“When we buy a sport utility vehicle, car manufacturers will make more; when we buy clothing from a company that’s produced it in a developing country, we’re ‘voting’ for a company who has low labor standards. The economy is affected based on where we put our money, whether or not we realize it,” Fried said.

A sustainable company is more than environmentally friendly.

Other sustainable factors are executive compensation, diversity of the board, human rights policies, and global operations conduct, says Fried.

Board diversity, according to Fried, refers to a mix of varied gender, race and ethnicity. Fair pay for executives is also a standard for sustainability.

“Executive pay is very telling of a company’s business model and priority levels. Are they receiving unreasonably high pay packages, golden parachutes?” Fried said.

“There’s been a huge change in the stock market in the last two or three years, mainly with the presence of renewable energy companies. People are very excited to invest in these companies, as they are perhaps the solution to the future,” Fried said.

According to a report from the Washington, D.C.-based Social Investment Forum, a nonprofit that promotes SRI, the practice of sustainability is growing.


Trillions Of Dollars On The Line

The report said $2.29 trillion was invested under SRI principles in 2005 nationally, or 9.4 percent of the $24.4 trillion in assets under professional management in the United States. The report implied a 238 percent increase in SRI since 1995.

While sustainable investing may sound like a no-brainer in theory, the strategy’s benefits depend on the goal.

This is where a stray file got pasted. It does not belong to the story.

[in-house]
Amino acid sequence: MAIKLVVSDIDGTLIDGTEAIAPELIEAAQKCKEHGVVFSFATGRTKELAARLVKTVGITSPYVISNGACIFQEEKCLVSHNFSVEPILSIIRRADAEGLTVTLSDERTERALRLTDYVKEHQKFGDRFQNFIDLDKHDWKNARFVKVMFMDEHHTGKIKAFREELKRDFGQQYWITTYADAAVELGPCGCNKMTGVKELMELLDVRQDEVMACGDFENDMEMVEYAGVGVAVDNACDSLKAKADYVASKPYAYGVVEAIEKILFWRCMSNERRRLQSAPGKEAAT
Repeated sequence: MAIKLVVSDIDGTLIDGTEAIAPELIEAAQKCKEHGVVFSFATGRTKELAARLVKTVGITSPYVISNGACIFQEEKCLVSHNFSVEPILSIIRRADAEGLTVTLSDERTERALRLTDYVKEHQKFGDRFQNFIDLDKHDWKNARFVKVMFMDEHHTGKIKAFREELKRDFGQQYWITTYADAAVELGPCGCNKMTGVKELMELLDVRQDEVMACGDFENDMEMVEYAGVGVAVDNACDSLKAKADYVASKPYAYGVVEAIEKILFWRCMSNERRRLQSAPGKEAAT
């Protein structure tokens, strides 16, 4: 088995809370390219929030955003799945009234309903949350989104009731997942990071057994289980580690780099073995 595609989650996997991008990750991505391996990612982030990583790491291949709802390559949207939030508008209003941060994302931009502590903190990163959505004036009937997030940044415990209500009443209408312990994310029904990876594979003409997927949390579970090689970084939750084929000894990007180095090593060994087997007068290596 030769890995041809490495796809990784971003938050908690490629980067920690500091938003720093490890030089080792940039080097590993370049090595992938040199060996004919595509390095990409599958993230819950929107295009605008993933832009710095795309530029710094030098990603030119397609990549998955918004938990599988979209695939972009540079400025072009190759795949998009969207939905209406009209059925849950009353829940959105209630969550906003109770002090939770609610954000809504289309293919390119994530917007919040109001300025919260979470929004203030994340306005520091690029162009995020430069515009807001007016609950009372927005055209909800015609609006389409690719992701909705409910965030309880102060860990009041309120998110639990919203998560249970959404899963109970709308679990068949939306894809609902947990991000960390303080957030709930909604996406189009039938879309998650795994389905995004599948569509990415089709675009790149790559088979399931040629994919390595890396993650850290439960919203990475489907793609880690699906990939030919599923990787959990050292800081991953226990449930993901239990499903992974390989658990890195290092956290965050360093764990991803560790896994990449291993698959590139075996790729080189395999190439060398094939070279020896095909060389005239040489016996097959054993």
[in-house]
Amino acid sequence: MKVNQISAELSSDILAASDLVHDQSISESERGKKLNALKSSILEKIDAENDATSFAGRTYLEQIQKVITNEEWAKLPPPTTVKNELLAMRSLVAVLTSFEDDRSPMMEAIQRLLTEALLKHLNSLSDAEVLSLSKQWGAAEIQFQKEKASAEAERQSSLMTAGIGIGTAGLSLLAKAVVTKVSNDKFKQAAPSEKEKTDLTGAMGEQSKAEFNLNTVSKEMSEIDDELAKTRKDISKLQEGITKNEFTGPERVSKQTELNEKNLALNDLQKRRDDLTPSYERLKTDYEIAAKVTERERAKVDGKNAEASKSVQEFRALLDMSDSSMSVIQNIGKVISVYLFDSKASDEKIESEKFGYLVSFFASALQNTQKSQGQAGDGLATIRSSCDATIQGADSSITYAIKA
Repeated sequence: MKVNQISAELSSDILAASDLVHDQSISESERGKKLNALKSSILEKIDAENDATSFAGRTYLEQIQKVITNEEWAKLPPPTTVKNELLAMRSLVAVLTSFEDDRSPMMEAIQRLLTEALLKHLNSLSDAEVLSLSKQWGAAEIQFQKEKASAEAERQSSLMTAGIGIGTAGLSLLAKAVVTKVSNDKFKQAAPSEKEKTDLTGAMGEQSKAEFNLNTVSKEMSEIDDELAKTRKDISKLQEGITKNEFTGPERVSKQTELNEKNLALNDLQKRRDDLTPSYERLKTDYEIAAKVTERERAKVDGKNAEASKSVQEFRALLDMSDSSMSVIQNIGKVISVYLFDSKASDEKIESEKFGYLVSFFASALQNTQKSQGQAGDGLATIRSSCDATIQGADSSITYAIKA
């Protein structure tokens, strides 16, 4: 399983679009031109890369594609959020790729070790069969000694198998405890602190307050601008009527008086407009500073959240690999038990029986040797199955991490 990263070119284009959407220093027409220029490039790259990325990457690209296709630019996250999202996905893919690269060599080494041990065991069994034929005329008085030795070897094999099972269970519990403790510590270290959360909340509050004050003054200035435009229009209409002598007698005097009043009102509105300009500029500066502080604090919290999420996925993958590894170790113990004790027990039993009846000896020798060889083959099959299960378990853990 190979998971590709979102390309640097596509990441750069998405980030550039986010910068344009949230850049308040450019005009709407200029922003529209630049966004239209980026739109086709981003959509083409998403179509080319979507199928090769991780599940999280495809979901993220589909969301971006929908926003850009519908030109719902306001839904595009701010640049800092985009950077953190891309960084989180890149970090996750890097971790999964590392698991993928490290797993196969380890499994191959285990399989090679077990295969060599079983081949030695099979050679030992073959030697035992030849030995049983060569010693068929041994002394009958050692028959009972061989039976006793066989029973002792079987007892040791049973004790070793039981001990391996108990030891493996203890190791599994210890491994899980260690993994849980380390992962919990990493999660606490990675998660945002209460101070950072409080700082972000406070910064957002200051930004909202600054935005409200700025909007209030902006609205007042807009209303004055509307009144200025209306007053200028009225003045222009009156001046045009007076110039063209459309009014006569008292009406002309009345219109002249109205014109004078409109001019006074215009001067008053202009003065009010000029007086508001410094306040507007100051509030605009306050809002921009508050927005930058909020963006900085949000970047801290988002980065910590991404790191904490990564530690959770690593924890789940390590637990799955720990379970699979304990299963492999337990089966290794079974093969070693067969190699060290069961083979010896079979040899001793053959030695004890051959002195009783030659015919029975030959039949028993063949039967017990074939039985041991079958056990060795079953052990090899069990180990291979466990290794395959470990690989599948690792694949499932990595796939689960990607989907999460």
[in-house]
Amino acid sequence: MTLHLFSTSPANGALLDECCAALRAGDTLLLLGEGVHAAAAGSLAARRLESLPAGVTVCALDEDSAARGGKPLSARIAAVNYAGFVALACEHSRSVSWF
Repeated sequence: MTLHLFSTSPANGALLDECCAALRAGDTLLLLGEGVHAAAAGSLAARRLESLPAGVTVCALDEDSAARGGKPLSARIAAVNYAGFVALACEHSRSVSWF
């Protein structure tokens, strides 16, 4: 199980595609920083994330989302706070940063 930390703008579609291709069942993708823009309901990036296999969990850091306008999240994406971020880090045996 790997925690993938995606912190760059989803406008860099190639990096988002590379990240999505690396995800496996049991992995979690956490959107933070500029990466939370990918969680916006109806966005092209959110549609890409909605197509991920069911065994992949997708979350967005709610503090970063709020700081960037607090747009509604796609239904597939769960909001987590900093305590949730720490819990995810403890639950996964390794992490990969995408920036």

“Long-term investors are the ones interested in sustainability. My clients are interested in a company’s revenue into the future, not any get-rich-quick tactics. Those interested in short-term investing are better off using traditional tactics if they want high returns quickly,” said Schalkwijk.

Schalkwijk says that his “sweet spot” for portfolios is for clients who have somewhere between $200,000 and $400,000 to invest. He says this investment level is most vulnerable to neglect by larger wealth management firms, some of which deal with clients claiming $1 million or more in liquid assets. Because JPS is new, Schalkwijk says he’s still benefiting from taking on clients with smaller nest eggs.

“It’s not harder to take on larger portfolios, but it’s more profitable. So the smaller ones are often victims of neglect,” Schalkwijk said.

As environmental legislation continues to crack down on Earth-unfriendly business practices, sustainable investing has its practical advantages in planning for the future.

Schalkwijk says that it’s his job to create diversified portfolios in the market for investors, and every little step big companies are making helps him do his job.

“JPMorgan Chase & Co. is adding environmental considerations to its investment practices. Even if companies are not green, many are becoming clean, which is the effort to reduce their footprint,” Schalkwijk said.

According to a 2005 survey conducted by the National Investment Company Service Association, 52 percent of SRI shareholders are female, compared with the 40 percent in traditional investing, based on 4,355 shareholders’ surveys from 21 fund companies.